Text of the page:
Nigrita the tortoise conceived with her 54-year-old toy boy Jumbo late last year.
Her eggs were held in a special incubator at Zurich Zoo before nine baby tortoises hatched successfully between February and April, the zoo said in a statement on Tuesday.
Nigrita arrived at the zoo in 1946 and was thought to be around ten years old at the time.
The 100 kilogram tortoise was a late starter where motherhood was concerned, producing her first young in 1989.
In the 27 years since then the tortoise has produced around 300 eggs and hatched 91 babies.
Zurich Zoo is the only place in Europe where Galapagos giant tortoises are bred. The resulting young are given to some 15 institutions across the continent.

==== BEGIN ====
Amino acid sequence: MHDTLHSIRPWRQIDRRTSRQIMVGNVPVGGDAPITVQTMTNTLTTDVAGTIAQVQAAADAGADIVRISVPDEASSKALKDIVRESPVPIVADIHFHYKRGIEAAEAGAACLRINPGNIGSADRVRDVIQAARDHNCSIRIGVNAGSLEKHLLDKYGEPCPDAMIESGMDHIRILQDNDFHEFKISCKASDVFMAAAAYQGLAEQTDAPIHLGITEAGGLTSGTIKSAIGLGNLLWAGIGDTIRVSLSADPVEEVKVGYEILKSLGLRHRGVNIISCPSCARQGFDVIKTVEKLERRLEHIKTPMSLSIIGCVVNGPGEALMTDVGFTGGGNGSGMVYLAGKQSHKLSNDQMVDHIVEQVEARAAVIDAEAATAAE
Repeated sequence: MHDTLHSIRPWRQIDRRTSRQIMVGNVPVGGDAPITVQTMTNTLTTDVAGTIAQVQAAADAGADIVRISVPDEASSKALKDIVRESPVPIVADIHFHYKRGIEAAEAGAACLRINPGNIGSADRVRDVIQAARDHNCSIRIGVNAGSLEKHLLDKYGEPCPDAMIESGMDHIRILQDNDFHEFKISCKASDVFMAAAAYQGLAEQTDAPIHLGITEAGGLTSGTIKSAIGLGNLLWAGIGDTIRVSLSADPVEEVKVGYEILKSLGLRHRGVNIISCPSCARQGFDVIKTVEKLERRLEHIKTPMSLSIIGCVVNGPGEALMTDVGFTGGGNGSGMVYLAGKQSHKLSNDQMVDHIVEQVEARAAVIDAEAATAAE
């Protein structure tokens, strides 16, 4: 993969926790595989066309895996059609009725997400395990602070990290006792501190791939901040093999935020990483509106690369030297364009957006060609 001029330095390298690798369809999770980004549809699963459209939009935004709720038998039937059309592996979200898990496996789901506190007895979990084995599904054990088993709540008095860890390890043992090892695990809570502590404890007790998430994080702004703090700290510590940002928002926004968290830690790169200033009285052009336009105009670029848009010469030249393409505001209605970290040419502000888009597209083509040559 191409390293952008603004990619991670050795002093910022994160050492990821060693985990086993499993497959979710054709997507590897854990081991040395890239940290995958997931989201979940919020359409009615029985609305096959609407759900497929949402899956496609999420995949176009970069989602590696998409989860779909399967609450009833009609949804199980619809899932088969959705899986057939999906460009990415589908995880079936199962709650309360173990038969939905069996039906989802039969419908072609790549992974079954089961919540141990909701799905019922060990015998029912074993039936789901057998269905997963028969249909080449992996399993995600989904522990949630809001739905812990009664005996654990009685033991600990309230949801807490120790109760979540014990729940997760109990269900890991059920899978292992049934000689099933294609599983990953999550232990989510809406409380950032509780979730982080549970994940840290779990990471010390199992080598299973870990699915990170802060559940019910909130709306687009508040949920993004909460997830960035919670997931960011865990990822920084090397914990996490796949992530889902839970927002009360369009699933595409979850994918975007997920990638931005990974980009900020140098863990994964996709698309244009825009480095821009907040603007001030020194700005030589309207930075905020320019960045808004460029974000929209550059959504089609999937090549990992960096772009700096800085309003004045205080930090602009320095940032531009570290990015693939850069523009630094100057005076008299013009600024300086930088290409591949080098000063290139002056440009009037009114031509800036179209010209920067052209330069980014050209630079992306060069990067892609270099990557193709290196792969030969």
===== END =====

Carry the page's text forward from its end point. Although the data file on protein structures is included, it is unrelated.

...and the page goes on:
An endangered species, Galapagos giant tortoises can live for more than 100 years, making them the longest-lived of all vertebrates, according to National Geographic.
After mating, a tortoise buries her tennis-ball-sized eggs in the sand, and young hatch some four months later.
The tortoises reach sexual maturity at around 25 years old and continue to grow until they are 40.